Bauhinia fotana was originally described on the basis of two fossil leaves [37], but the initial description is very simple without characters of high order veins known. Here, we emended it based upon its types and newly collected specimens from the same locality. Its leaves are broader [smaller in L/(W/2) ratio] than Schnella (Fig. 2XCVIII-C) and most Phanera species (Fig. 2LXXVIII, LXXXVI-LXXXVIII) (Table 3, see Additional file 4). Bauhinia fotana is somewhat similar to Phanera ornata (Kurz) Thoth. (Fig. 2XC), but bears more deeply bilobate leaves with much less secondary veins. It is different from Lasiobema, which usually has an obvious caudate apex (Fig. 2LVIII, LXIV, LXV). Except for the size (4.5–7.5 × 4.0–6.0 cm), B. fotana shows great similarities with the extant B. acuminata L. (9–12 × 8–12.5 cm) (Fig. 2XIII) in bearing broadly ovate or suborbicular bilobate leaves with an acute apex, a moderately to deeply cordate base as well as similar venation. Among the fossil species (Table 2), B. fotana closely resembles Bauhinia sp. 3 (Fig. 2CVIII) from the Neogene of India [44], but the latter bears weak primary veins and larger L/(W/2) ratio of leaves.

Discussions

The pantropical genus Bauhinia and its allies have similarly bilobate, bifoliolate, or unifoliolate leaves. They along with the northern temperate to subtropical genus Cercis L. constitute the tribe Cercideae as sister to the remaining legumes in the molecular phylogenetic trees [15, 1013] (Fig. 1). Recently, strictly east-to-west vicariances for the biogeographic evolution of Cercis and Bauhinia have been suggested through molecular analyses [41, 71]. The earliest diverging clades in the Bauhiniinae were inferred to make their debut most possibly in Asia during the middle Paleocene (ca. 62.7 Ma) [41]. The fossil record of Cercis and Bauhinia can provide key points of reference for deciphering the early evolution and biogeographic history of the Cercideae.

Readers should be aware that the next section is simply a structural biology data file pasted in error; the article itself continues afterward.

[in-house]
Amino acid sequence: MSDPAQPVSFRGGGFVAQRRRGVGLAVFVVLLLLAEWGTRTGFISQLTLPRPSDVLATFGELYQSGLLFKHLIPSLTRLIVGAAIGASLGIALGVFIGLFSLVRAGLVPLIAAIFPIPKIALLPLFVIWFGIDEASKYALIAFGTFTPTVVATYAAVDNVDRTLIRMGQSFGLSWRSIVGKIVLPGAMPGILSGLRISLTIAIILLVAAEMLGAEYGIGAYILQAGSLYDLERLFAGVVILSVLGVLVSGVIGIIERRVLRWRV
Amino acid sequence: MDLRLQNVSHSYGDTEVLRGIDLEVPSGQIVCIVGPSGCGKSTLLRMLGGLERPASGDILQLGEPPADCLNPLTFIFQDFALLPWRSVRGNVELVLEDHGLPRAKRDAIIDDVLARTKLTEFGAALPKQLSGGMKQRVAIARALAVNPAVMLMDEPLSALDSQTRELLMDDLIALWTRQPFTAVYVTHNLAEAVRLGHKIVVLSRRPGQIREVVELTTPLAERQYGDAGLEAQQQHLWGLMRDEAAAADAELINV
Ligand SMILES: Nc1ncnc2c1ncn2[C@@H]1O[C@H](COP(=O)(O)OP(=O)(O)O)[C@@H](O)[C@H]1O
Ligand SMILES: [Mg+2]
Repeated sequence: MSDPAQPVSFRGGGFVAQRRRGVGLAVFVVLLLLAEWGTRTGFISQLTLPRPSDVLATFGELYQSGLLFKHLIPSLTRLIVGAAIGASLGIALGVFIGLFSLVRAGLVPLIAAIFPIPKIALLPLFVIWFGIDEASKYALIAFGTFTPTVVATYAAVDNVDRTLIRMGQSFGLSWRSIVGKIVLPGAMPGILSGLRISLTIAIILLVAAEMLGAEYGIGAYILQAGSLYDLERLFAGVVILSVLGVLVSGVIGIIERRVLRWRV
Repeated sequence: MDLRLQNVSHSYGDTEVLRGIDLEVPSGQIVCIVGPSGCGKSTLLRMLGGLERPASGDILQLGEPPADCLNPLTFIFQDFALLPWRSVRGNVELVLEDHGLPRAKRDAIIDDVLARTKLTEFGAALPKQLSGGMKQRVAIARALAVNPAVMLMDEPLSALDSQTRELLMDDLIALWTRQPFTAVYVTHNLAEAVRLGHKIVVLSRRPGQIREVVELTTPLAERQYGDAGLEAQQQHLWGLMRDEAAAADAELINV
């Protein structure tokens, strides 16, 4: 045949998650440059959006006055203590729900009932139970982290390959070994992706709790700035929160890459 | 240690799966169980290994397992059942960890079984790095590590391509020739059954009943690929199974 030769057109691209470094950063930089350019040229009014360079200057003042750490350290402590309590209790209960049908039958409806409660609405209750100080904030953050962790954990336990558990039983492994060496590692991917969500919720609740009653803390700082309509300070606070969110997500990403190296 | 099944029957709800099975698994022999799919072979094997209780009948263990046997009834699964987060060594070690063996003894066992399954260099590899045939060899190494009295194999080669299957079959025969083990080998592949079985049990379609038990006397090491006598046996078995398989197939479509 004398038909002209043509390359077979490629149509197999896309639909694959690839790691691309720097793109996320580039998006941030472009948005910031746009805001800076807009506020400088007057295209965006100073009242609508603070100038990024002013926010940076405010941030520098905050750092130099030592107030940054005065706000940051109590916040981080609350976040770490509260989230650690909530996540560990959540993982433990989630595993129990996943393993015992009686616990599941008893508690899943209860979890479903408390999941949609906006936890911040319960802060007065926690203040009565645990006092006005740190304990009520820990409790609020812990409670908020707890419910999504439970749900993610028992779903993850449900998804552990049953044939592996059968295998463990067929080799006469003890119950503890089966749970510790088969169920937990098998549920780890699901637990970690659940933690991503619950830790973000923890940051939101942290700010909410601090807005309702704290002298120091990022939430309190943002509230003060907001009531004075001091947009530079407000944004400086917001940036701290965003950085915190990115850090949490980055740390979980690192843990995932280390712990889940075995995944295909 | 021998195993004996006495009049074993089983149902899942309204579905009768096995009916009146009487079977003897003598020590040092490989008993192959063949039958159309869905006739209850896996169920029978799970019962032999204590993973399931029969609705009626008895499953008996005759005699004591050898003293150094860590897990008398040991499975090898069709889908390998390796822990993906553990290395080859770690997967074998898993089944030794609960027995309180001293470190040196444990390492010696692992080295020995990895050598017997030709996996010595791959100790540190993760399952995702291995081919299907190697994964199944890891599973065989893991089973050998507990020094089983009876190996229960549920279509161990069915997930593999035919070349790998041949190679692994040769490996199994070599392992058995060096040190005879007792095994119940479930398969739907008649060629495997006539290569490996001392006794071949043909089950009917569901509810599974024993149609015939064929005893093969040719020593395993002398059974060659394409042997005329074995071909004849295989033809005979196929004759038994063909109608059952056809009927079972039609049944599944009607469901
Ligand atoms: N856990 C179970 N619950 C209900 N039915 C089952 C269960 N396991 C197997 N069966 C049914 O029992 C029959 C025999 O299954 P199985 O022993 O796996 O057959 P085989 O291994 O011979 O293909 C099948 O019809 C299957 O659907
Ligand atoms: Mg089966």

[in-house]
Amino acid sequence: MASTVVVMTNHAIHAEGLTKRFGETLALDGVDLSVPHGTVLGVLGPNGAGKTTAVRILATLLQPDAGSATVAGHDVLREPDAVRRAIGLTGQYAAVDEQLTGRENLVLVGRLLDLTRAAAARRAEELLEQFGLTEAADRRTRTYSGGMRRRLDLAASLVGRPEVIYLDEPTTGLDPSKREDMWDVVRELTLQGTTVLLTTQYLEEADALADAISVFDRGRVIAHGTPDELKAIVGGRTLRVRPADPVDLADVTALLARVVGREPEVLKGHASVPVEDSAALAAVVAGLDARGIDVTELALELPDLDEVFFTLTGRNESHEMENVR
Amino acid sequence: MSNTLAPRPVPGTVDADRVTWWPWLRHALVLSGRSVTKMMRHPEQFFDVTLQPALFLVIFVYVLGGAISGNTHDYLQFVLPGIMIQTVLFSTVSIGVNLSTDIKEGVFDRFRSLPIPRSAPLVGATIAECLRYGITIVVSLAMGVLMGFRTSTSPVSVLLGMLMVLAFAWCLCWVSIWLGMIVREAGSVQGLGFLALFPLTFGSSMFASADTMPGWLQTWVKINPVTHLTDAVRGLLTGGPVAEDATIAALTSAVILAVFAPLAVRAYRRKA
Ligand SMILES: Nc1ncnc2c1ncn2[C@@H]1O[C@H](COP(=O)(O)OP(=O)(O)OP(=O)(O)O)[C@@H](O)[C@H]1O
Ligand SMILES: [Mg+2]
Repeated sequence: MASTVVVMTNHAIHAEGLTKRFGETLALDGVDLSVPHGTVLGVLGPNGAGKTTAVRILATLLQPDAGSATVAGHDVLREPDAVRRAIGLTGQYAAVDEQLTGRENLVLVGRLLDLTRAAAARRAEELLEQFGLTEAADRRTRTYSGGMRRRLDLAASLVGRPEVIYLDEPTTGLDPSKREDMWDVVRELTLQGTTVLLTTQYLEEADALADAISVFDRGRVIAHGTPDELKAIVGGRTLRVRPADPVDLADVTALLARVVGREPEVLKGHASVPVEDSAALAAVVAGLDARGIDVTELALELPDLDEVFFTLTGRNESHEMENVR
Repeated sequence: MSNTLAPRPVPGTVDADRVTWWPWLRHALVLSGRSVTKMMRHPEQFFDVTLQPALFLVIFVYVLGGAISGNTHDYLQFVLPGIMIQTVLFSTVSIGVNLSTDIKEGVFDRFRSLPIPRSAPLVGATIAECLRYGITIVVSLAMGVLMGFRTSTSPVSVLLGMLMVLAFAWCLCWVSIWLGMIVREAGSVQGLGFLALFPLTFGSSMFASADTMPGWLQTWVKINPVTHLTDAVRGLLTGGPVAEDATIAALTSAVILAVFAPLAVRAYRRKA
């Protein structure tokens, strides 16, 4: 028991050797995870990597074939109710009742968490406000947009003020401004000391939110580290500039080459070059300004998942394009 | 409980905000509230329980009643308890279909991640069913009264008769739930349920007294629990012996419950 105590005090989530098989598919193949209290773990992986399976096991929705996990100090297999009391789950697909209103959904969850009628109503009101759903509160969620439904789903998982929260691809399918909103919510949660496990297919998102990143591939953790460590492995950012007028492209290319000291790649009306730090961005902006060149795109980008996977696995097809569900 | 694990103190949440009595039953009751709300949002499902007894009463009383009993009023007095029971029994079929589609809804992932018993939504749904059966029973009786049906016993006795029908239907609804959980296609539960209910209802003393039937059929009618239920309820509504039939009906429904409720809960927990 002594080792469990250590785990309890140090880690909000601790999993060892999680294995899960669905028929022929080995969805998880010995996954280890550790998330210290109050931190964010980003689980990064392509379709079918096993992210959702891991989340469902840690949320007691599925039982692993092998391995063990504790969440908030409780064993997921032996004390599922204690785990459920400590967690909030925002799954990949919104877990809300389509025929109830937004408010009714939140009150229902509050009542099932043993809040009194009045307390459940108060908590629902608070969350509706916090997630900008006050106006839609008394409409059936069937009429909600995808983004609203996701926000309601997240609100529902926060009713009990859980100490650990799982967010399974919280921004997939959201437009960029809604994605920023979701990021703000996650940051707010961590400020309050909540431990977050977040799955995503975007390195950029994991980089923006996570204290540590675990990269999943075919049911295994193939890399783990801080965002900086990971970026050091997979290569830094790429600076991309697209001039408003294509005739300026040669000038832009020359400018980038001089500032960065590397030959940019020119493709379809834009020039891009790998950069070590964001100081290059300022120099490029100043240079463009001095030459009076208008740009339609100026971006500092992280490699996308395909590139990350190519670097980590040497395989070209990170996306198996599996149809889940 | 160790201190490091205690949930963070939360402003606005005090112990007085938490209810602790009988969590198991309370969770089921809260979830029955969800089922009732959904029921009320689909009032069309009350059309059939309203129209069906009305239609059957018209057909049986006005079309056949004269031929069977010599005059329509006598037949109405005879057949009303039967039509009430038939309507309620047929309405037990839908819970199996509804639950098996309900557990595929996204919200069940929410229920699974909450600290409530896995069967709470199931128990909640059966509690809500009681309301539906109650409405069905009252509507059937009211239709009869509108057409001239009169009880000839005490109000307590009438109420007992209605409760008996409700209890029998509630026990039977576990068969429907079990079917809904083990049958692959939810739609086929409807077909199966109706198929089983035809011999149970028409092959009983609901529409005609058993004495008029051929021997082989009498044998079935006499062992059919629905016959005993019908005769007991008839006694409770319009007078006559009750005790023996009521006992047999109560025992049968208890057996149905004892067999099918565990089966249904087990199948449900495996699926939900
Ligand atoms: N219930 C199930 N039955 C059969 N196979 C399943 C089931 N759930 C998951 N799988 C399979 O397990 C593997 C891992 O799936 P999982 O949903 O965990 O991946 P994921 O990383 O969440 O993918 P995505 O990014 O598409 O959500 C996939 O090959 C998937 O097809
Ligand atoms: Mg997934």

Bilobate fossil leaves that are attributed to or closely compared with Bauhinia are also reported from the late Eocene of Vietnam [72], the late Eocene-early Miocene of Brazil [73], and the latest Oligocene-mid-late Miocene of Australia [74]. These records, however, have been either rejected or questioned due to lack of evidence for the pulvinus and/or basal actinodromous or acrodromous venation [30]. Paleobotanical evidence indicates that Cercis [75] and Bauhinia [30] (Table 2) had first appeared in the Eocene to Oligocene of mid-low latitudes in the Northern Hemisphere. This may more or less support a tropical Tethys Seaway (Laurasian) origin [4, 5, 13] or an “Out of Tropical Asia” dispersal [25, 41] of the Cercideae and the Leguminosae as previously hypothesized. In contrast, the West Gondwana hypothesis or “Out of Africa” hypothesis for the origin of legumes [7678] has been recently rejected by biome supertree and molecular analyses [4, 5]. In this article, bilobate leafed fossil-species, i.e., B. ungulatoides and B. fotana, from the middle Miocene of Fujian, southeastern China provide some new insights into the biogeography of Bauhinia and its allies.